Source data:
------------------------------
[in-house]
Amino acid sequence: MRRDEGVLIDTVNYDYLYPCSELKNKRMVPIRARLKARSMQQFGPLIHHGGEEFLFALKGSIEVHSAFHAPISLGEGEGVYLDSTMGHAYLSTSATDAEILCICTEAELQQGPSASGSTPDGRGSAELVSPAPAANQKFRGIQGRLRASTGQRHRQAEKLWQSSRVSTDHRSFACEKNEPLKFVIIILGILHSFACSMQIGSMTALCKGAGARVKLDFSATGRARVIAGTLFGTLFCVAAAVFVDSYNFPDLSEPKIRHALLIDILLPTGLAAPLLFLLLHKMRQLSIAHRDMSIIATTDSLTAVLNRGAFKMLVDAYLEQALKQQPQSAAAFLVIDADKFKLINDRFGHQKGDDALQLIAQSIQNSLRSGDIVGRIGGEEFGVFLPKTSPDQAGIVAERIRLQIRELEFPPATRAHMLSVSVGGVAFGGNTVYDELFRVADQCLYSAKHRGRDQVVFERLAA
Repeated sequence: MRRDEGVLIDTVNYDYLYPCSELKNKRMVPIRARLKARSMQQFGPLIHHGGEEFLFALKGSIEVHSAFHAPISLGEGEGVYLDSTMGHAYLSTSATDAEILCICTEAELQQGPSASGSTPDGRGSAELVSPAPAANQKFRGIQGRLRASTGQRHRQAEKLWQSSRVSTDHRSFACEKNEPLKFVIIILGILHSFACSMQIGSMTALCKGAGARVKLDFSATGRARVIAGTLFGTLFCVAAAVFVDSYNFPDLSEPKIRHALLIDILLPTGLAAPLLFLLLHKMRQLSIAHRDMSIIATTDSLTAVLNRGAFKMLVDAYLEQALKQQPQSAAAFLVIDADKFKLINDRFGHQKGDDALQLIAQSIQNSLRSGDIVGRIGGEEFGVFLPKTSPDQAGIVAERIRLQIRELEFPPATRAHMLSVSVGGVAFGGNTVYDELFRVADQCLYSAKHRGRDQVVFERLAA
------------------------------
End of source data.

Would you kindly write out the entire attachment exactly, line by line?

[in-house]
Amino acid sequence: MRRDEGVLIDTVNYDYLYPCSELKNKRMVPIRARLKARSMQQFGPLIHHGGEEFLFALKGSIEVHSAFHAPISLGEGEGVYLDSTMGHAYLSTSATDAEILCICTEAELQQGPSASGSTPDGRGSAELVSPAPAANQKFRGIQGRLRASTGQRHRQAEKLWQSSRVSTDHRSFACEKNEPLKFVIIILGILHSFACSMQIGSMTALCKGAGARVKLDFSATGRARVIAGTLFGTLFCVAAAVFVDSYNFPDLSEPKIRHALLIDILLPTGLAAPLLFLLLHKMRQLSIAHRDMSIIATTDSLTAVLNRGAFKMLVDAYLEQALKQQPQSAAAFLVIDADKFKLINDRFGHQKGDDALQLIAQSIQNSLRSGDIVGRIGGEEFGVFLPKTSPDQAGIVAERIRLQIRELEFPPATRAHMLSVSVGGVAFGGNTVYDELFRVADQCLYSAKHRGRDQVVFERLAA
Repeated sequence: MRRDEGVLIDTVNYDYLYPCSELKNKRMVPIRARLKARSMQQFGPLIHHGGEEFLFALKGSIEVHSAFHAPISLGEGEGVYLDSTMGHAYLSTSATDAEILCICTEAELQQGPSASGSTPDGRGSAELVSPAPAANQKFRGIQGRLRASTGQRHRQAEKLWQSSRVSTDHRSFACEKNEPLKFVIIILGILHSFACSMQIGSMTALCKGAGARVKLDFSATGRARVIAGTLFGTLFCVAAAVFVDSYNFPDLSEPKIRHALLIDILLPTGLAAPLLFLLLHKMRQLSIAHRDMSIIATTDSLTAVLNRGAFKMLVDAYLEQALKQQPQSAAAFLVIDADKFKLINDRFGHQKGDDALQLIAQSIQNSLRSGDIVGRIGGEEFGVFLPKTSPDQAGIVAERIRLQIRELEFPPATRAHMLSVSVGGVAFGGNTVYDELFRVADQCLYSAKHRGRDQVVFERLAA